“Luxury products, regardless of category, still have to be sold,” Ramey says. “There is a wide divide between a showroom and a sell-room.” Ramey notes that many of the in-store staff manning the stores were actually employees of the companies they represented. These vendor employees were there to “engage customers,” but clearly weren’t empowered to cross-sell the other major pieces that go into creating a kitchen, bath or outdoor living space.

For the brands represented in PIRCH, the actual sales derived from the PIRCH floor was less important than the sales of the brand itself. “Suppliers were complicit because they didn’t care where the sale came from, as long as it was their brand,” Ramey says. “To wit: Sub-Zero isn’t going to sell appreciably more or less refrigerators because PIRCH survives or dies.”

In effect, PIRCH, as a showroom for high-end, luxury brands, was itself showroomed as potential customers were invited in to see and experience the products, only to go back home and buy the product from someone else. Speaking of the product vendors, Ramey said, “They treated the showroom as a library, rather than a sell-room.”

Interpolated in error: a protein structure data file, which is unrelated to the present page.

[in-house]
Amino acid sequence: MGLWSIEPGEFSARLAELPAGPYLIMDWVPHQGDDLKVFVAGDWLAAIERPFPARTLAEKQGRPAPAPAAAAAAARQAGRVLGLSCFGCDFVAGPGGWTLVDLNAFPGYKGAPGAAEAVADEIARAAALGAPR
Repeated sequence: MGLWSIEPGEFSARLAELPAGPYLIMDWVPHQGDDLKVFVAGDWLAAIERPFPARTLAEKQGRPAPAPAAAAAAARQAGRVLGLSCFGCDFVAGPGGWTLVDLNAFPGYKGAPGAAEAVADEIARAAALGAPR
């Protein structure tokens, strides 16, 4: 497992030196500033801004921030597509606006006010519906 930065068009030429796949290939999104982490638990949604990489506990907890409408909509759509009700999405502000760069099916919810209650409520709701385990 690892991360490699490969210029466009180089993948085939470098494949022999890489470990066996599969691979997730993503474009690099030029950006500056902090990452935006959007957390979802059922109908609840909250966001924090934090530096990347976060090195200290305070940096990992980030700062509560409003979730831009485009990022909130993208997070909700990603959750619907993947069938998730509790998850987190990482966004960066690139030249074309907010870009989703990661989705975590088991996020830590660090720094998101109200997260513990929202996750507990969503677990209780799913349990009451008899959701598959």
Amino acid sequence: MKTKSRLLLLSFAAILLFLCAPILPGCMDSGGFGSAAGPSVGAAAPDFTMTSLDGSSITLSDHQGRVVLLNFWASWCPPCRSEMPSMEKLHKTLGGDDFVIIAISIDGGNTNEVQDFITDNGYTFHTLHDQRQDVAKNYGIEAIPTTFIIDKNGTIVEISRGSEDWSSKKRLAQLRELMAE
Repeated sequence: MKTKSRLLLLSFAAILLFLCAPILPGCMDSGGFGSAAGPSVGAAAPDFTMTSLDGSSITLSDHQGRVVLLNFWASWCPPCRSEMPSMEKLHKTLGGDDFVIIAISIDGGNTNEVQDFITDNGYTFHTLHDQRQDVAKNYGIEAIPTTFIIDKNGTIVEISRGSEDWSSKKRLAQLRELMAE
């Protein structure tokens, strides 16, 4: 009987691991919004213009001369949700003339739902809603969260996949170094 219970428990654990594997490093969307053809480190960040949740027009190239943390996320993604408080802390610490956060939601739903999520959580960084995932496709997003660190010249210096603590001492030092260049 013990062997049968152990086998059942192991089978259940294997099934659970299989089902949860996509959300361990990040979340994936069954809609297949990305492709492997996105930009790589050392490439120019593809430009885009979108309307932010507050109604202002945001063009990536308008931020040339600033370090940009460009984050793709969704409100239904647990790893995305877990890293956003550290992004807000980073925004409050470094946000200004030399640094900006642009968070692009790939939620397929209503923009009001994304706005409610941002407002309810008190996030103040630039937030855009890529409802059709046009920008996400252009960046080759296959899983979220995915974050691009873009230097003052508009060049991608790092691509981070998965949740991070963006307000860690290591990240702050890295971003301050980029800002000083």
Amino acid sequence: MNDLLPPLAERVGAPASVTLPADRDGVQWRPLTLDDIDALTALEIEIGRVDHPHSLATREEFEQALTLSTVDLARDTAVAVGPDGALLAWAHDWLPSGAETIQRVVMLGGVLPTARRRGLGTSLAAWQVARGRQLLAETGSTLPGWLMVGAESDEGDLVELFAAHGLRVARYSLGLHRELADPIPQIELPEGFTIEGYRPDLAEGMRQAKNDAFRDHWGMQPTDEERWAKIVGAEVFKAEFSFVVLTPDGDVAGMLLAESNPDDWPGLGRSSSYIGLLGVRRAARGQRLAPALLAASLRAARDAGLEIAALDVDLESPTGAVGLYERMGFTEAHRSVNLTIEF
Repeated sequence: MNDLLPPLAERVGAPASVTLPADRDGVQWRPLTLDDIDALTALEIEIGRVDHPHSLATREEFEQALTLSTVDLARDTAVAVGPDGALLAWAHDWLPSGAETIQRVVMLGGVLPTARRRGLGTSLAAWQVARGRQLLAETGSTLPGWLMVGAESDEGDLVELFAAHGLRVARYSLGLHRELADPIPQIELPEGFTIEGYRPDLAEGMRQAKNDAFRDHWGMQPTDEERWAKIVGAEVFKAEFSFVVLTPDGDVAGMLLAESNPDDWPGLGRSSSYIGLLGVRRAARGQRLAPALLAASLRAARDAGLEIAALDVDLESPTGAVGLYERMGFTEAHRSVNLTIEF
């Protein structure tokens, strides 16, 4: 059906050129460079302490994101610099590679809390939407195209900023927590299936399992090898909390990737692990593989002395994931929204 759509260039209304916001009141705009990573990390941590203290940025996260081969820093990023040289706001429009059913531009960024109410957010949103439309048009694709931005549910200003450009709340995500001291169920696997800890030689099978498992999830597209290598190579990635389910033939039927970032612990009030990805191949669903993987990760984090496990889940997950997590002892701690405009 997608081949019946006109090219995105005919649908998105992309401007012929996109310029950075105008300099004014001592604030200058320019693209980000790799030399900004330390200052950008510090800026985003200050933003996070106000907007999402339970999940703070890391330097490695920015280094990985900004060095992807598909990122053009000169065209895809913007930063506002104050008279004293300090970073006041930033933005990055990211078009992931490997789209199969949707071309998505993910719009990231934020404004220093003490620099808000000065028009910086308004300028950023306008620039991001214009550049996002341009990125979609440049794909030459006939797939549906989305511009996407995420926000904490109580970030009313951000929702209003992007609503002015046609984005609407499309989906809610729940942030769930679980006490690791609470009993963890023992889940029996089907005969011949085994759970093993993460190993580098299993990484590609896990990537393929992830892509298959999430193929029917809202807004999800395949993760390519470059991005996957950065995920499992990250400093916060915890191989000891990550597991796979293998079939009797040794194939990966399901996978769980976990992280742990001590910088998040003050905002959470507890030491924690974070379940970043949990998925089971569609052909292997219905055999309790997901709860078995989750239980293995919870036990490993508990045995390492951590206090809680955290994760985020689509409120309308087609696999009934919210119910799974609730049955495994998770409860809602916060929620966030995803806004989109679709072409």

• PIRCH doesn’t understand the luxury customers it has to serve

At the end of the day, this may be PIRCH’s biggest fail. While PIRCH created luxurious shopping experiences in its stores, Ramey explains “Creating a memorable customer experience in a ‘bottom of mind’ category like plumbing fixtures, is a Herculean task. PIRCH’s definition of ‘customer experience is too heavily product driven.” Ramey suggests that PIRCH should have followed a luxury hospitality “customer experience” model focused on more personal service and 360⁰ whole kitchen, bath and outdoor living experiences, rather than how this shower head works or that stove cooks.